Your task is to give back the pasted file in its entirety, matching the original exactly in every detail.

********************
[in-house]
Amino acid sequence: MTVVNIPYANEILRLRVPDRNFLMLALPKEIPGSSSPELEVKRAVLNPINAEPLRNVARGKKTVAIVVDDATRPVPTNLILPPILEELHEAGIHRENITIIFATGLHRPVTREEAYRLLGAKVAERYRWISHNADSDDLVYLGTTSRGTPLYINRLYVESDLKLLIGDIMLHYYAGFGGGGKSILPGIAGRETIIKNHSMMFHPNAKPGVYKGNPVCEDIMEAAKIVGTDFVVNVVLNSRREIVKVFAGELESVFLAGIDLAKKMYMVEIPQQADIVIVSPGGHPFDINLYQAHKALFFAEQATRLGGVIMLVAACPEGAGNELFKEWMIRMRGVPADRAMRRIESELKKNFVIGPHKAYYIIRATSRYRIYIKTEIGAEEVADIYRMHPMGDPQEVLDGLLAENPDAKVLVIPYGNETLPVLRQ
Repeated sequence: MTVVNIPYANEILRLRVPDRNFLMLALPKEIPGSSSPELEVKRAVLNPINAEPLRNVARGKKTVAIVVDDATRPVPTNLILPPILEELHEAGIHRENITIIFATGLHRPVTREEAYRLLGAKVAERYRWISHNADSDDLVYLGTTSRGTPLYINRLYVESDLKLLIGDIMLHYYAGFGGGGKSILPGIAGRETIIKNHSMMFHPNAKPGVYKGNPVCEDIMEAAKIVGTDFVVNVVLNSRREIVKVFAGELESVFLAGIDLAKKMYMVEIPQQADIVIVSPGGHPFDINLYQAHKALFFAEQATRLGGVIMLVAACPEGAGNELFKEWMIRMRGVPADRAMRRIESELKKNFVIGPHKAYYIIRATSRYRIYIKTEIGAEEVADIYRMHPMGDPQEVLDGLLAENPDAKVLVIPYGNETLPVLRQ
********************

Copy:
[in-house]
Amino acid sequence: MTVVNIPYANEILRLRVPDRNFLMLALPKEIPGSSSPELEVKRAVLNPINAEPLRNVARGKKTVAIVVDDATRPVPTNLILPPILEELHEAGIHRENITIIFATGLHRPVTREEAYRLLGAKVAERYRWISHNADSDDLVYLGTTSRGTPLYINRLYVESDLKLLIGDIMLHYYAGFGGGGKSILPGIAGRETIIKNHSMMFHPNAKPGVYKGNPVCEDIMEAAKIVGTDFVVNVVLNSRREIVKVFAGELESVFLAGIDLAKKMYMVEIPQQADIVIVSPGGHPFDINLYQAHKALFFAEQATRLGGVIMLVAACPEGAGNELFKEWMIRMRGVPADRAMRRIESELKKNFVIGPHKAYYIIRATSRYRIYIKTEIGAEEVADIYRMHPMGDPQEVLDGLLAENPDAKVLVIPYGNETLPVLRQ
Repeated sequence: MTVVNIPYANEILRLRVPDRNFLMLALPKEIPGSSSPELEVKRAVLNPINAEPLRNVARGKKTVAIVVDDATRPVPTNLILPPILEELHEAGIHRENITIIFATGLHRPVTREEAYRLLGAKVAERYRWISHNADSDDLVYLGTTSRGTPLYINRLYVESDLKLLIGDIMLHYYAGFGGGGKSILPGIAGRETIIKNHSMMFHPNAKPGVYKGNPVCEDIMEAAKIVGTDFVVNVVLNSRREIVKVFAGELESVFLAGIDLAKKMYMVEIPQQADIVIVSPGGHPFDINLYQAHKALFFAEQATRLGGVIMLVAACPEGAGNELFKEWMIRMRGVPADRAMRRIESELKKNFVIGPHKAYYIIRATSRYRIYIKTEIGAEEVADIYRMHPMGDPQEVLDGLLAENPDAKVLVIPYGNETLPVLRQ